Devilish details confess to a not wholly holy rise

The Cardinal's Hat
April 22, 2005

At the heart of Mary Hollingsworth's marvellous book The Cardinal 's Hat is the kind of discovery that most historians dream of but few accomplish. In the process of researching the 16th-century career of Cardinal Ippolito, Archbishop of Milan and younger brother of Duke Ercole d'Este, Hollingsworth travelled to the state archives in Modena in January 1999 to consult Ippolito's neglected letters and account books. What she unearthed were more than 2,000 letters and 200 account books that provided an intimate portrait of Ippolito's life and times. "What I had stumbled upon," writes Hollingsworth, "was a unique account of life in 16th-century Europe, a detailed record of how a Renaissance prince lived."

Although the archives allowed Hollingsworth to trace Ippolito's life in broad outline, what they really provided was a rich vein of the detailed, everyday transactions that constituted the creation of Renaissance magnificence. Not just Ippolito's tapestries, jewels and silks, but also the shopping lists for food, wine, cutlery, linen, wood, horses and mules - the list is endless and even includes the amount in kilos of fat purchased for greasing saddles and the number of shoelaces owned by Ippolito (611 in all). Hollingsworth trained as an accountant and is the author of two acclaimed studies of patronage in early modern Italy.She explains the social significance of each object and ritual with the adroitness of the scrupulous scholar writing for a wider general readership.

The ease with which she achieves this is primarily due to her subject. As the second son of the Duke of Ferrara, Ippolito d'Este was destined for a life in the church, which in early 16th-century Italy meant a life of ease and pleasure interspersed with diplomatic intrigue and political gossip.

For the first 30 years of his life, Ippolito gave himself over to the single-minded pursuit of excess - hunting, playing cards and organising lavish 18-course banquets (Hollingsworth takes us through each course, what it cost and its culinary significance). But Ferrara was precariously sandwiched between the warring factions of King Francis I and the Emperor Charles V. In 1535, Ippolito was invited to the French court in an attempt to keep Ferrara in the French camp. But Ippolito's main ambition was to use the French king in his search for a coveted cardinal's hat.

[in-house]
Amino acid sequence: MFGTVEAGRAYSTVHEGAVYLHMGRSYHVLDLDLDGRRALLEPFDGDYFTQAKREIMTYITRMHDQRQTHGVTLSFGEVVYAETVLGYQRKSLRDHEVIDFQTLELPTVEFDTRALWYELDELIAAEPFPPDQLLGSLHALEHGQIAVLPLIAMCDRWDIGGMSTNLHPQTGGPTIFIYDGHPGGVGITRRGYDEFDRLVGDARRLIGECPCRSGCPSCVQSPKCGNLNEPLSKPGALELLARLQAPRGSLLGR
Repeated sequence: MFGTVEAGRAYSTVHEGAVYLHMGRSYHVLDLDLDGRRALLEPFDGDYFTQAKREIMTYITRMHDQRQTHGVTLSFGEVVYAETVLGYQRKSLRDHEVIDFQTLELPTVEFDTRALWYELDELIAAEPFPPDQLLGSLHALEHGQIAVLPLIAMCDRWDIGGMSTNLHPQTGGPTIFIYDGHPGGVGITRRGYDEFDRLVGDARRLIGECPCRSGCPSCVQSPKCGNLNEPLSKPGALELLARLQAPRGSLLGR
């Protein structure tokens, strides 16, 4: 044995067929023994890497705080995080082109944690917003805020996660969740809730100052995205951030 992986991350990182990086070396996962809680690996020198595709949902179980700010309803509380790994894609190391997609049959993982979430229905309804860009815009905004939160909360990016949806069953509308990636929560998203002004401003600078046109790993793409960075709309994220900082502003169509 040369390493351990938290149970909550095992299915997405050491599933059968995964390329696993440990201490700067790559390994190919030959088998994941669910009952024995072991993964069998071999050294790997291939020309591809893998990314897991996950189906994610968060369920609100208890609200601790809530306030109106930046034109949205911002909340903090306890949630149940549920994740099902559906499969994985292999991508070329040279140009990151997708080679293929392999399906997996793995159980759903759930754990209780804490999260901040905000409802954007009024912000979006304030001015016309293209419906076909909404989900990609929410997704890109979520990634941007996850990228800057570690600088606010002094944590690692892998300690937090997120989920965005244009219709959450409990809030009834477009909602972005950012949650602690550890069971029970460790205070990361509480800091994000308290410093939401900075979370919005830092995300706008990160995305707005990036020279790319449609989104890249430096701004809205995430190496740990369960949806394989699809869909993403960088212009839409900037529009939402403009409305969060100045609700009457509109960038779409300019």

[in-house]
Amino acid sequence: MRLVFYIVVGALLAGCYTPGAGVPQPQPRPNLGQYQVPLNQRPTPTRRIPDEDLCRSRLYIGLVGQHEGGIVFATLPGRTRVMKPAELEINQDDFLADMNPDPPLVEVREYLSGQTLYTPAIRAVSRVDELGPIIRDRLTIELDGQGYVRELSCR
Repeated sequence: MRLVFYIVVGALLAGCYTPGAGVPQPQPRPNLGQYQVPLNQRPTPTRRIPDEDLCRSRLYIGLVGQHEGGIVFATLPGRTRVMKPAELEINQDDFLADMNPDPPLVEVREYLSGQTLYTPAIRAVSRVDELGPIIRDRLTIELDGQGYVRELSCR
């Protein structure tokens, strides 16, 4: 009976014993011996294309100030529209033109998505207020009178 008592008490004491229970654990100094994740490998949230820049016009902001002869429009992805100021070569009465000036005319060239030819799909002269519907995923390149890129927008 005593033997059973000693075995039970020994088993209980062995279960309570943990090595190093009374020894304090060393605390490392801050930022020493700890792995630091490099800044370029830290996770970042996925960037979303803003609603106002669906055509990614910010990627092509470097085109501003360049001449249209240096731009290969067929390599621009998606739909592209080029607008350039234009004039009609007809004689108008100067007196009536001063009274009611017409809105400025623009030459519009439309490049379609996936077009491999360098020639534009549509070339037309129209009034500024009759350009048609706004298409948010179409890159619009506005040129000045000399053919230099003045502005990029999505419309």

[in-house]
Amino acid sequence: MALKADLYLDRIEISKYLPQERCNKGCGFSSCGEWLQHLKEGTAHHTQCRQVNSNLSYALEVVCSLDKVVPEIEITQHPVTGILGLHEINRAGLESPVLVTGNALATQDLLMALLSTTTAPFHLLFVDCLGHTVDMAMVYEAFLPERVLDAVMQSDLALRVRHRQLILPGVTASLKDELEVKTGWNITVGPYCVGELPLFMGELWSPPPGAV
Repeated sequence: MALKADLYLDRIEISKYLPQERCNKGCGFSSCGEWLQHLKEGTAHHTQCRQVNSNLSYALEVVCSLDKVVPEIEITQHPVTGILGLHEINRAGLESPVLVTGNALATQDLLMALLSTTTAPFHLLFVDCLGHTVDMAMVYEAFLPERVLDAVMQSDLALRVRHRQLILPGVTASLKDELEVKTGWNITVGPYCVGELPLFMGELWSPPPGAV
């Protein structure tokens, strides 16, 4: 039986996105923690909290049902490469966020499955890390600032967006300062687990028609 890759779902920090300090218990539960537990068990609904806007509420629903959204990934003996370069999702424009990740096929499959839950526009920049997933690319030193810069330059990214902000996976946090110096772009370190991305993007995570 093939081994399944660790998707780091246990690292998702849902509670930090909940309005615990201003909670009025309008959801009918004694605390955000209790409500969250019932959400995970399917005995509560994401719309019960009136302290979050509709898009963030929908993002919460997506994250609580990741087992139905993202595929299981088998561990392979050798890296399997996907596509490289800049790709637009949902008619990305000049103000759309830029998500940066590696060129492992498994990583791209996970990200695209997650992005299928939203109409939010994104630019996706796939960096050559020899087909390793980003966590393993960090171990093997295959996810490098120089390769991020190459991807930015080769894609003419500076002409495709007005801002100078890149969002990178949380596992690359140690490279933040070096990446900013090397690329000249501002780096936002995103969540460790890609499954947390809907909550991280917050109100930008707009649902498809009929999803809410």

As Hollingsworth points out, a cardinal's hat provided the kind of wealth and power equal to that of a prince. The rest of her book follows Ippolito to the French court, his close friendship with the French king and the rivalries and tortuous negotiations that finally led to Ippolito's appointment as cardinal in 1539. Interspersed in this wider political story is a painstaking account of how Ippolito and his retinue adapted to French court life and the endless round of hunting, gambling and gift-giving that assured his rise to political prominence and even impressed Benvenuto Cellini, just one of the many talented craftsmen who benefited from Ippolito's lavish patronage.

The Cardinal's Hat is a splendid book that draws on the latest developments in the analysis of material and the social life of "things" in a readable, compelling manner. The only disappointment is the poor quality of many of the illustrations, composed of low-resolution scans. This is hardly Hollingsworth's fault, but such a tactile, sensuous book deserves better.

Ippolito would not have been impressed.

Jerry Brotton is senior lecturer in Renaissance studies, Queen Mary, University of London.

The Cardinal's Hat: Money, Ambition and Everyday Life in the Court of a Borgia Prince

Author - Mary Hollingsworth
Publisher - Profile
Pages - 308
Price - £18.99 and £8.99
ISBN - 1 86197 750 6 and 770 0

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